Electronic engineering: industry sector overview
Engineers in the electronics industry may work in different areas: design of the chips, layout, manufacturing, packaging, testing and field support engineering, says Adam Malpass, a senior analog design engineer at Dialog Semiconductor.
The electronics industry is responsible for the creation of new technology that all consumers use or will be using in the future. There are lots of different sub-sets of the electronics industry.
A semiconductor company designs chips or integrated circuits, which are a set of electronic circuits on semiconductor material, typically silicon. Other types of electronics companies design passive components such as resistors and capacitors or manufacture silicon itself.
Consumer electronics companies then take the chips and other components and use them to design products such as smartphones and tablets, washing machines and microwaves etc, that everybody uses.
Engineers may work in different areas: design of the chips, layout (turning the design into a physical layer of silicon), manufacturing, packaging, testing and field application engineering (supporting the customer at the next stage of production technically while they use the product).
Trends and developments in the electronics industry
At the moment the main focus of the industry is on wireless charging, the Internet of Things and contactless payments, but the focus may change each year. Aspiring engineers should be aware that there have been a number of mergers within the industry in recent years.
What it's like working in electronics
Working in the electronics sector is generally very fast paced due to the constant evolution of technology. Team sizes can range from around 5–10 people up to much bigger teams of 50 plus. Team size really depends on the product or customer and how quickly it must be completed.
Engineers will normally work on one product at a time but this can also change depending on the location and department worked in.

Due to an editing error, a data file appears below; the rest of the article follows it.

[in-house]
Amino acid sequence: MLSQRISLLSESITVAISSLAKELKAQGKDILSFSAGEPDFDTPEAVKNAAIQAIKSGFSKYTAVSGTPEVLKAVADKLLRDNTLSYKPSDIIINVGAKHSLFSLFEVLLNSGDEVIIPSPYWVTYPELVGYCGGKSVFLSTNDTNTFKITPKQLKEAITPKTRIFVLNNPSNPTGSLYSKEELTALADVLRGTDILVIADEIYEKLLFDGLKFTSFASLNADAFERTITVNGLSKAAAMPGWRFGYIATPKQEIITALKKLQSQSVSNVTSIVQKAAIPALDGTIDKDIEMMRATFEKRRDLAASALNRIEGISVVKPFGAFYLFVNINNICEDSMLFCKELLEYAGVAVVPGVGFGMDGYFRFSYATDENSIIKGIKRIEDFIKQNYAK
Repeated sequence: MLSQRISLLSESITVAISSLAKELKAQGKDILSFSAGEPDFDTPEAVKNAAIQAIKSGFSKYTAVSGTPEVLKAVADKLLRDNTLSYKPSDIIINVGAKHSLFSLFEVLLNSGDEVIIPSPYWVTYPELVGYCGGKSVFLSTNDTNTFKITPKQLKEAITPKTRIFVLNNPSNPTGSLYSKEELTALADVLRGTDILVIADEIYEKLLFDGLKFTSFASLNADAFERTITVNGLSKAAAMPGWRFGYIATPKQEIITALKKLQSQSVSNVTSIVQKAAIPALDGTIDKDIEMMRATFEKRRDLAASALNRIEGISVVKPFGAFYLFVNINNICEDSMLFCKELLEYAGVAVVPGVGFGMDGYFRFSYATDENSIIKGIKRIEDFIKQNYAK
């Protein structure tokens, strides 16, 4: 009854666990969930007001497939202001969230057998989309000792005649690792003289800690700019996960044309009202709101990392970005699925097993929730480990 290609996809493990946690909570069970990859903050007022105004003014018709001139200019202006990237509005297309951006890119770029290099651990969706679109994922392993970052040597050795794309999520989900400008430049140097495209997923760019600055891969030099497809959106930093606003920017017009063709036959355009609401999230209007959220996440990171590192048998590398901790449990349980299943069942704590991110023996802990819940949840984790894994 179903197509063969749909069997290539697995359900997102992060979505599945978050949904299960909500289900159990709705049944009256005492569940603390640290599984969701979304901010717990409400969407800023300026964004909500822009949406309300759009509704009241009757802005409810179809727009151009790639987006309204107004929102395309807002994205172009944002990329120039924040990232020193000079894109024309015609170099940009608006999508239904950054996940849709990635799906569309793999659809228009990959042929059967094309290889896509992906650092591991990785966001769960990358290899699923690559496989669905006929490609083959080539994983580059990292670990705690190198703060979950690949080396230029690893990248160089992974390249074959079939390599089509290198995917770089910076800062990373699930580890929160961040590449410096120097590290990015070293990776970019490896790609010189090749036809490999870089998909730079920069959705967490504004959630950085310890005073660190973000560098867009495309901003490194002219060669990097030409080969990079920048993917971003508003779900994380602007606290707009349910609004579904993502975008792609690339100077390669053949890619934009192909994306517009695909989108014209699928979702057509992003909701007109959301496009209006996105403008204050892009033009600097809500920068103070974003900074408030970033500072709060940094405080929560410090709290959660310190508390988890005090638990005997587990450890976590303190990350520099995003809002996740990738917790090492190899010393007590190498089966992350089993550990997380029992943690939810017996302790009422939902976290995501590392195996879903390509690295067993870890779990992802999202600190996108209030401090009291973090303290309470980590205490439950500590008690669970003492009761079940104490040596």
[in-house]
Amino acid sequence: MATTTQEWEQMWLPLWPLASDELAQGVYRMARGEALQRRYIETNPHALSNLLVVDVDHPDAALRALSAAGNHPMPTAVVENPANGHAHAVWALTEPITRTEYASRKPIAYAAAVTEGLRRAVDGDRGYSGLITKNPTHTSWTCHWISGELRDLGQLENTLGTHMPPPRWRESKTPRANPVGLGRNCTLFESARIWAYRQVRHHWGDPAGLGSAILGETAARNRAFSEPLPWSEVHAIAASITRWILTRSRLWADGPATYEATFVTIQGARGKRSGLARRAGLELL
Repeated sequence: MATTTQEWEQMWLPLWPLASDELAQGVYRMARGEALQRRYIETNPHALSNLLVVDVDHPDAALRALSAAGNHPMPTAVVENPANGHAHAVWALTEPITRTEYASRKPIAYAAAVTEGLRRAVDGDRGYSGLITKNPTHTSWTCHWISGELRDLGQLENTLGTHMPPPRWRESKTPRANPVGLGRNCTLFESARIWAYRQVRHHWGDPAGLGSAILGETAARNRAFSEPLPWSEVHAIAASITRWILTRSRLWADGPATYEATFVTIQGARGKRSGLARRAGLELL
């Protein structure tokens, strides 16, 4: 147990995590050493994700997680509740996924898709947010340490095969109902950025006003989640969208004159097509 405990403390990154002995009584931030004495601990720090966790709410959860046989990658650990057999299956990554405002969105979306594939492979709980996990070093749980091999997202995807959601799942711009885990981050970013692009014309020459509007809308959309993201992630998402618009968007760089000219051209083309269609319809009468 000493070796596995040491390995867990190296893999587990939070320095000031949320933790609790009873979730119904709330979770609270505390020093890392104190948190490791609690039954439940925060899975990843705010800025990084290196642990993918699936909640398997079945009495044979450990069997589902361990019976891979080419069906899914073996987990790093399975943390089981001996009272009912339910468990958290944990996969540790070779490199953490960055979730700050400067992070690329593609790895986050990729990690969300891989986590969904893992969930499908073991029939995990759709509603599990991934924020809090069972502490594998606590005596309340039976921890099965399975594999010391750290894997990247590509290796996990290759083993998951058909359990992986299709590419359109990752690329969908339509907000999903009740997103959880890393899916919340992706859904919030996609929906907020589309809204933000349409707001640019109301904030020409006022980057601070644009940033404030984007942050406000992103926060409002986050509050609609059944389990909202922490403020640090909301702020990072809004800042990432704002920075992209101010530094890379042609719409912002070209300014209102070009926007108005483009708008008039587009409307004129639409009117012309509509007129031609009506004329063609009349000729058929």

Getting a graduate engineering job in the electronics industry
Students will normally have studied electronic engineering at university, but sometimes those from a physics and software background are also recruited. It can often be a lot easier to get a permanent position after completing an internship at a company.
Typical career progression begins with a graduate engineer and moves through the post of engineer to become a senior engineer. Once you've obtained senior experience, career paths tend to diverge. Some want to stay technical, while others may move into a management-focused role.
There are ample opportunities to advance your career whichever path you take. Professional qualifications such as CEng or IEng are not essential.
Electronics companies tend to have offices worldwide, which provides good opportunities for international travel.
The highlights of a career in electronics
- Working on new technology everyone uses.
- Getting an insight into future technologies.
- There are plenty of opportunities for international travel should you choose..
The electronics industry seeks graduates from the following disciplines:
Thanks to Adam Malpass for his help with this article. Adam is a senior analog design engineer at Dialog Semiconductor. He has an MEng in electronic engineering from the University of Southampton. In 2010, he was shortlisted for the TARGETjobs Undergraduate of the Year Awards. He currently works in Tokyo and has six years' experience in the industry.